Torrent is the third book in the River of Time Series and it begins with not only Lia, Gabi, and their mom returning to medieval Italy, but their father as well. And once again the disbelief lasts for less than an hour and he’s already using swords to take out enemies. I’m sorry but if time travel did happen in real life, and you were given ten minutes of heads up about it, I really think it would take you more than thirty minutes to understand that it’s “really” happening. Sigh.
Here’s where I’m going to get a little spoilery about things so watch out. One of the twists I did not see coming was when Gabi was basically kidnapped and was told she could either face torture or marry Lord Greco, who we had read about earlier in the series. She spends the whole time with him trying to decide if he’s really on her side or not, and wondering if he’s in love with her and *boom* she kind of starts to fall for him as well. But not really because she knows how much she really loves Marcello. This, of course, leads to confusion when she’s finally returned to Marcello later on.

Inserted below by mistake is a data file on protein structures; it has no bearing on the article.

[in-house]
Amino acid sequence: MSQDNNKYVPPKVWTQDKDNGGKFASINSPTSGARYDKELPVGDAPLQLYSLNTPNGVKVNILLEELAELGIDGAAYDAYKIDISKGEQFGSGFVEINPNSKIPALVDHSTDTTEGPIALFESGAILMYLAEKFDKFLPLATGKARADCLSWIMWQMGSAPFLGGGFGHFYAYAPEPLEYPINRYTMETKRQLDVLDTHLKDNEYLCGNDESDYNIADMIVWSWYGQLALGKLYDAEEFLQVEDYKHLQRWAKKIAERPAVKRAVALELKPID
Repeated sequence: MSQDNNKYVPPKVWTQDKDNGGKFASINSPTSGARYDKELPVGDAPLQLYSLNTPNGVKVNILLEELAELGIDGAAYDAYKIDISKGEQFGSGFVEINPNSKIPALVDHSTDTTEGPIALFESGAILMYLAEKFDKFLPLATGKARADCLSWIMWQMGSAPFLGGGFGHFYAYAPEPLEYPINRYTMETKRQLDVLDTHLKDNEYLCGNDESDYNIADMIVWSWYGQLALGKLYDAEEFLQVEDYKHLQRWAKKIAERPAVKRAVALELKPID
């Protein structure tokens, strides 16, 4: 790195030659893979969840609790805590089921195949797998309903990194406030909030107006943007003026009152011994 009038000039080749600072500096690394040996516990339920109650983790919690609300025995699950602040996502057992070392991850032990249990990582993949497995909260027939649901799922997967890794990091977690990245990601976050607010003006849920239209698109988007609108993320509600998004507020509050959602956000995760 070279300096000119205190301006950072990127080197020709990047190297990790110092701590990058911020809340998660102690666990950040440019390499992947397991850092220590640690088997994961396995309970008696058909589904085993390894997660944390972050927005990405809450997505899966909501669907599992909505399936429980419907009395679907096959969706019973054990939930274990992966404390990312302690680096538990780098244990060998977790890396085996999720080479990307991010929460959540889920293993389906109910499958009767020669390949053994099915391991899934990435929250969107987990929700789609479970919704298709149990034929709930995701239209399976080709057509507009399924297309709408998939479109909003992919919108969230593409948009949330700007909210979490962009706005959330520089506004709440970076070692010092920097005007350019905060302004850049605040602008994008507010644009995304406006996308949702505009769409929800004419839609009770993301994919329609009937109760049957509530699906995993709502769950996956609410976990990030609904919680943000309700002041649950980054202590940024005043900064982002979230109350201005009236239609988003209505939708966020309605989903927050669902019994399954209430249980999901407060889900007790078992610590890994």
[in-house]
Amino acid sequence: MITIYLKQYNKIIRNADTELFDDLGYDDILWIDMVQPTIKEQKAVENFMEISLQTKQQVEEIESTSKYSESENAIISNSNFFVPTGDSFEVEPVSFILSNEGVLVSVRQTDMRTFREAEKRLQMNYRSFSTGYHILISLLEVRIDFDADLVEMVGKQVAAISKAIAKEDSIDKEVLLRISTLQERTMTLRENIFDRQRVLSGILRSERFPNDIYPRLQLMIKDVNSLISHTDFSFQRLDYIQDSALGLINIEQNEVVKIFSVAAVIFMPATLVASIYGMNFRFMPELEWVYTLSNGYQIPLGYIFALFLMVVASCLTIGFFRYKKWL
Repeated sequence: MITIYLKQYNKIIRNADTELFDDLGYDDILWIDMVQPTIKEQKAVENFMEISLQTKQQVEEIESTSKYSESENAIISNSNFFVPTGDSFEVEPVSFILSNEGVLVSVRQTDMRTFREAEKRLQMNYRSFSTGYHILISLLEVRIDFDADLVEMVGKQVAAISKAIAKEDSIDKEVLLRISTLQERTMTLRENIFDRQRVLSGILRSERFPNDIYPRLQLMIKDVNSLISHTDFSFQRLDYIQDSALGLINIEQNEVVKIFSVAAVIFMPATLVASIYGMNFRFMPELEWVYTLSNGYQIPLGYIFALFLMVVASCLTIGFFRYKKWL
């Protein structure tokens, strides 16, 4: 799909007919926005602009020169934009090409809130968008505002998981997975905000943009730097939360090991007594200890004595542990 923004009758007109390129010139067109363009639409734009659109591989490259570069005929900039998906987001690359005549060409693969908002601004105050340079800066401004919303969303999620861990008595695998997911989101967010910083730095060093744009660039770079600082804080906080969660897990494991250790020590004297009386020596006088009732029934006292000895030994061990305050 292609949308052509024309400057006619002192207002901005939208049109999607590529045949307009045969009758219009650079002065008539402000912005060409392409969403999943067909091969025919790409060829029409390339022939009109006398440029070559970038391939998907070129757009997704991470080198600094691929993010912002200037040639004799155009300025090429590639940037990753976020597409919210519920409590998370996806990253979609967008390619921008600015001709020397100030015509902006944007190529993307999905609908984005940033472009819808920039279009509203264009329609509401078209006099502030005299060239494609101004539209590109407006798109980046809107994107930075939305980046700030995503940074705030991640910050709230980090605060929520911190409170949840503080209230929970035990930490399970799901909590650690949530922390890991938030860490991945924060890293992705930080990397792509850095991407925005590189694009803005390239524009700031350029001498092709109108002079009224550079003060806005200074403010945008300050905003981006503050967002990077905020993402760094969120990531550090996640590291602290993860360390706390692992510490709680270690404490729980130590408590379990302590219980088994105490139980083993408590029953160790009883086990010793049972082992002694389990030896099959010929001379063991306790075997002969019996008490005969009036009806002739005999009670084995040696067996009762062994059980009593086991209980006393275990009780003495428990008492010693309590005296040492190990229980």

The other plot point I have issue with is the decision to stay and live in medieval Italy. Yes, Gabi is in love with Marcello and Lia is on her way to falling for Luca, but their other reason for staying, because they’re not sure their dad will survive if they go to the present time since he had died in their recent past. But we already know that when they do time travel the group has to go to the “present” before they can go back again. Which means after they picked up their father they would have been in the “present” for at least a few seconds. Their father obviously didn’t die so that argument is invalid.
And the conversation about what happens if the plague starts and affects them…oh dear. Marcello and Gabi agree that if one of her family members comes down with the plague they will go back through the tunnel and to the present. And everyone agrees! You know even though there’s going to be a possibility that Gabi will be pregnant or have children by the time that happens. They don’t even think about that even though the conversation happens just days before Marcello and Gabi’s wedding. If you were going with a realistic family conversation (and that’s what I expect even if it’s somewhat of a fantasy story) then things like that would have come up.
So although this book was interesting at points, and there were even some surprising bits, I didn’t think that it was anything super new or fresh.